Specifically designed wireless networks are increasingly becoming a direct competitor to cellular networks in the IoT space.
Common worldwide wireless standards and the lack of ability by cellular networks to scale ahead of market demand is leading technologies like WiFi to become more widely adopted, according to experts.
Natalie Duffield, CEO at provider of wireless technologies intechnologyWiFi, told CBR: "Unlike cellular networks, WiFi is ready now to connect billions of IoT devices to each other, to the Internet and to the billions of computing devices and consumer electronics already in use.
"Its easy scalability also means that its service will not falter, provided it is properly maintained, as demand increases."
Duffield added that cellular networks will have to scale exponentially to thrive in the IoT ecosystem. By scaling, these networks will also be able to "deal with the ever-growing challenge of ensuring that they can always provide a seamless, strong Internet network, especially in areas with a high concentration of connected devices".
Despite the strong penetration of wireless technologies in the IoT market, there is no simple answer to which type of network better serves an IoT ecosystem, according to Olivier Pauzet, VP Market Strategy at Sierra Wireless.
Pauzet explained to CBR that "cellular networks do feature some important advantages, especially for large-scale IoT deployments".
"Cellular networks are standard, non-proprietary technologies with an existing global infrastructure, enabling interoperability and facilitating global deployments.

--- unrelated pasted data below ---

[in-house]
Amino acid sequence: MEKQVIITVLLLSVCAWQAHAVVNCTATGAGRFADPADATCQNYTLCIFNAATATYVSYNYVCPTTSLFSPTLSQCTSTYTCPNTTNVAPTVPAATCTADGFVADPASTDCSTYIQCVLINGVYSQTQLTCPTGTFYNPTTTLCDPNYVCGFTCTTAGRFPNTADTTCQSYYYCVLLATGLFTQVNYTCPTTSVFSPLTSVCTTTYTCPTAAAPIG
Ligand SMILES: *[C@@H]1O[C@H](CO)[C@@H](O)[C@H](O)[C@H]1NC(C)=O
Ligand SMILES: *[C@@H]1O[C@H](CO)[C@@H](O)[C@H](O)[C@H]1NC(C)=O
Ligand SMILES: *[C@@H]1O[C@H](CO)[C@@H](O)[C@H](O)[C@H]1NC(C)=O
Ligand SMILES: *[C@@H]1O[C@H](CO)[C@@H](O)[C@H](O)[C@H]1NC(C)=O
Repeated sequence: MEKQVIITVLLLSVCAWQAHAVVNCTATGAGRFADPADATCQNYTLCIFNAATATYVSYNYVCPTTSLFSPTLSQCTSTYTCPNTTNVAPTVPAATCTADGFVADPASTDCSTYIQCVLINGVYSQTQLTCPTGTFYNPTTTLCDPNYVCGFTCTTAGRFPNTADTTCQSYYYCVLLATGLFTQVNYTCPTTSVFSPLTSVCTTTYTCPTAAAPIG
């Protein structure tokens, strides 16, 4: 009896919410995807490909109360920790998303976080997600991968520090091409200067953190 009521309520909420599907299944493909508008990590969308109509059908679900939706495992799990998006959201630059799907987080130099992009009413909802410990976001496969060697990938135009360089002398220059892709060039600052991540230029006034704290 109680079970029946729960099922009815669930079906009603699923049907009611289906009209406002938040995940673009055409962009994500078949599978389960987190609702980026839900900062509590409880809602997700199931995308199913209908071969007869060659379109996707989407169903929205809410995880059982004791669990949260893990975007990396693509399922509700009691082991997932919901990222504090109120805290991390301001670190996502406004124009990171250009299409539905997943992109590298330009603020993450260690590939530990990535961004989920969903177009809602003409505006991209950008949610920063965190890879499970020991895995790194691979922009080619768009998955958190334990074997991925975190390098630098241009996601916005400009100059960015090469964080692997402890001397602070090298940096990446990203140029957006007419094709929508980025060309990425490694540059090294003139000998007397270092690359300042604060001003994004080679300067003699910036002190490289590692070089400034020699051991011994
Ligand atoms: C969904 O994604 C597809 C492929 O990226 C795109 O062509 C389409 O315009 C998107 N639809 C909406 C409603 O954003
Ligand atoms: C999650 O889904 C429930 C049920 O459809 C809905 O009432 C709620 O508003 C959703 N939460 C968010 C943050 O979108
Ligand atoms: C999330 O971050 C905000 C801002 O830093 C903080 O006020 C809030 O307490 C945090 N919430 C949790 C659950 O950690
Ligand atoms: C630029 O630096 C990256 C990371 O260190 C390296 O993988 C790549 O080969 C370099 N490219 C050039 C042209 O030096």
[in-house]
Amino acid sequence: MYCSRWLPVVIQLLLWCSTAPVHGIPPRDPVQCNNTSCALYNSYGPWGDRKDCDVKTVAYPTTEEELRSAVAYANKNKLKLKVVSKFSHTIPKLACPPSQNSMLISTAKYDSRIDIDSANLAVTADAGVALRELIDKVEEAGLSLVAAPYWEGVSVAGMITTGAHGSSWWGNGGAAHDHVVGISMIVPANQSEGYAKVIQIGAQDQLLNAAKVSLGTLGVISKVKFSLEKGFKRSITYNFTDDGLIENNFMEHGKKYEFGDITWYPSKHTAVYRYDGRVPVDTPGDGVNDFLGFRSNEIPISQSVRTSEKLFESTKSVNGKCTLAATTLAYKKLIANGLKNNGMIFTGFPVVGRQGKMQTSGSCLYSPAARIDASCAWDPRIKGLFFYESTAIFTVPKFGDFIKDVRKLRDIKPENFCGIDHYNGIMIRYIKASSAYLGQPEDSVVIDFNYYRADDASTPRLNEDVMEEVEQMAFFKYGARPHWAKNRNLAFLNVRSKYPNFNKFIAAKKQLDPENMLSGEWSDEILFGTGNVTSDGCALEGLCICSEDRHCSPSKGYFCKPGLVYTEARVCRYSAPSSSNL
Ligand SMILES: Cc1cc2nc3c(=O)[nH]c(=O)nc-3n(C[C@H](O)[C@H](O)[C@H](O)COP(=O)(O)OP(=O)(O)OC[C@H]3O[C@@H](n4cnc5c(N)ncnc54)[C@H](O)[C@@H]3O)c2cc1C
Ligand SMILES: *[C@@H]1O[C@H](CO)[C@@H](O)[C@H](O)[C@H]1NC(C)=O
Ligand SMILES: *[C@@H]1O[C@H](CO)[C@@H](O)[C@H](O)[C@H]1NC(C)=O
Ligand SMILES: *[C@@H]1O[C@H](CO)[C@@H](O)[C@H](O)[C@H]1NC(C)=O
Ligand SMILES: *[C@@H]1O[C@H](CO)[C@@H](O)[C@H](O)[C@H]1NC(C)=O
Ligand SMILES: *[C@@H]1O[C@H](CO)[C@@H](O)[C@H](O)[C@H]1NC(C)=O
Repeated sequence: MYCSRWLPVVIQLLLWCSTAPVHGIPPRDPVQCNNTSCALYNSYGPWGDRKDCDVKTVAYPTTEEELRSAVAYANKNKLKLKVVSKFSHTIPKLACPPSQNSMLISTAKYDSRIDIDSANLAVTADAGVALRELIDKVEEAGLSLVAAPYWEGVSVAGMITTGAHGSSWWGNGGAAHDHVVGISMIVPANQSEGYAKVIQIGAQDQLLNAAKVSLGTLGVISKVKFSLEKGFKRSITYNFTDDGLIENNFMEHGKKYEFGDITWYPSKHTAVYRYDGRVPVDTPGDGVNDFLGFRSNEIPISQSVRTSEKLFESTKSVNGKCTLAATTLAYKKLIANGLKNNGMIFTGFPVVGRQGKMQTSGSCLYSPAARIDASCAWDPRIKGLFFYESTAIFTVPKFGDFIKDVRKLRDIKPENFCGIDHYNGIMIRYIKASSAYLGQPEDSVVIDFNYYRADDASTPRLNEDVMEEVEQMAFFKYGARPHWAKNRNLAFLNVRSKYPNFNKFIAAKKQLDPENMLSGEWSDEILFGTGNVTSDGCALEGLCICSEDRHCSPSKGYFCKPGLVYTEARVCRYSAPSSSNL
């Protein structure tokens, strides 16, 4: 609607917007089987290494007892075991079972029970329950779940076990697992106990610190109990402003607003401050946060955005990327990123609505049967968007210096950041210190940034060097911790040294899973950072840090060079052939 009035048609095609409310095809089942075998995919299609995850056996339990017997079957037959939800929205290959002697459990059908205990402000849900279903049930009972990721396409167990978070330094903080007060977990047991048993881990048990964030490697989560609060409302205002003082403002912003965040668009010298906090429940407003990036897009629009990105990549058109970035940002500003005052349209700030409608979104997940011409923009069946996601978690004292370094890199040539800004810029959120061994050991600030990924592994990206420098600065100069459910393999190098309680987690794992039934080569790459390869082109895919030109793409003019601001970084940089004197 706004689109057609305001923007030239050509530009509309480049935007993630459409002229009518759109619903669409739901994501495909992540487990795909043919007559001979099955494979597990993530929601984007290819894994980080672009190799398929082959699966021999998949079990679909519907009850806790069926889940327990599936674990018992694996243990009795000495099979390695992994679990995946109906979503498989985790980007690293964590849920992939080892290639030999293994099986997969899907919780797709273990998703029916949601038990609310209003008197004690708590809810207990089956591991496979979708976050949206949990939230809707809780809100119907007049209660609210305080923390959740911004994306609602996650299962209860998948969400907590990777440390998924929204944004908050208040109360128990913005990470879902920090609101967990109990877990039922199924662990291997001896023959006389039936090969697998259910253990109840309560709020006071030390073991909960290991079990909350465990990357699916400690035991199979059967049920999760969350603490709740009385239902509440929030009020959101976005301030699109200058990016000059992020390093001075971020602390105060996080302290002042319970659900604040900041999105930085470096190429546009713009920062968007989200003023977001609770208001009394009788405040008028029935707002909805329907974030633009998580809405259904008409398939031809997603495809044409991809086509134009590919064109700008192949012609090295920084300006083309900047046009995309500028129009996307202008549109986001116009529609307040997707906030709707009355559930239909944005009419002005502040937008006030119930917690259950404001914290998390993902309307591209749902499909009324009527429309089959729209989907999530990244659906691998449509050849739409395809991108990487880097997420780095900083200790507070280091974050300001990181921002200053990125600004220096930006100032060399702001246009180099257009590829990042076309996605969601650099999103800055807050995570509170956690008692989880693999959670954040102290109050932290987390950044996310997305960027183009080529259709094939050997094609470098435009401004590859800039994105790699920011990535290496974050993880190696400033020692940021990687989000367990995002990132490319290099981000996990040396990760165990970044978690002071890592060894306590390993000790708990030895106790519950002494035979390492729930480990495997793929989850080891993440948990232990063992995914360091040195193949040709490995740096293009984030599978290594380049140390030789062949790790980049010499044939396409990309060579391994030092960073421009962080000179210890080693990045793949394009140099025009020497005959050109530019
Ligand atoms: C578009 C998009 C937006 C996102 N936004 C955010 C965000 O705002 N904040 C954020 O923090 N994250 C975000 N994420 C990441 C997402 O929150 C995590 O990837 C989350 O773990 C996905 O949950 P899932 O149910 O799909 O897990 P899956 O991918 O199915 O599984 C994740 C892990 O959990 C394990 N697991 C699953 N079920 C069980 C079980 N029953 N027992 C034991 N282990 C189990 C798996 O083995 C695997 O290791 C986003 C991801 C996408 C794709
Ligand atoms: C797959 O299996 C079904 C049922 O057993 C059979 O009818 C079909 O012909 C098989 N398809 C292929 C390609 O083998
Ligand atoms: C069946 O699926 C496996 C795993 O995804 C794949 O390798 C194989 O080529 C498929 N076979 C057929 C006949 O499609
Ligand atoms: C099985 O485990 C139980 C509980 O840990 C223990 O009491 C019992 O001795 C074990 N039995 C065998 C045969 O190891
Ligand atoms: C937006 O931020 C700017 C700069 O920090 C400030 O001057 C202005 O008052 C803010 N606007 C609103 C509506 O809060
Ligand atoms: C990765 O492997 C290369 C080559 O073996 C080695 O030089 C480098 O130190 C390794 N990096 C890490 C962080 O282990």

"The ecosystem is large and mature, with multiple network operators and technology vendors in every country, ensuring longevity and healthy competition.
"[And that] Cellular technologies are proven and secure. They have already been used for years for sensitive applications such as payment and public safety."
However, not all experts agree that cellular and wireless networks are direct competitors as Robin Duke-Woolley, CEO at IoT and M2M analyst firm Beecham Research explained to CBR.
"The new wireless technologies are substantially complementary to cellular rather than competitive with it."
Woolley explained that wireless technologies have lower costs associated with them and have longer range but also have much lower data rates. "Some are substantially one-way, making them ideal for connecting low data rate sensors, for example, which are not practical for current cellular to cover in large numbers."
He added: "We see a future market where many more devices can be economically connected, some using new wireless technologies, some using new cellular technologies. The result will be many more connected devices working together in larger M2M/IoT solutions."
The IoT market is expected to reach $7.1 trillion by 2020, up from $1.9 trillion in 2013, according to IDC.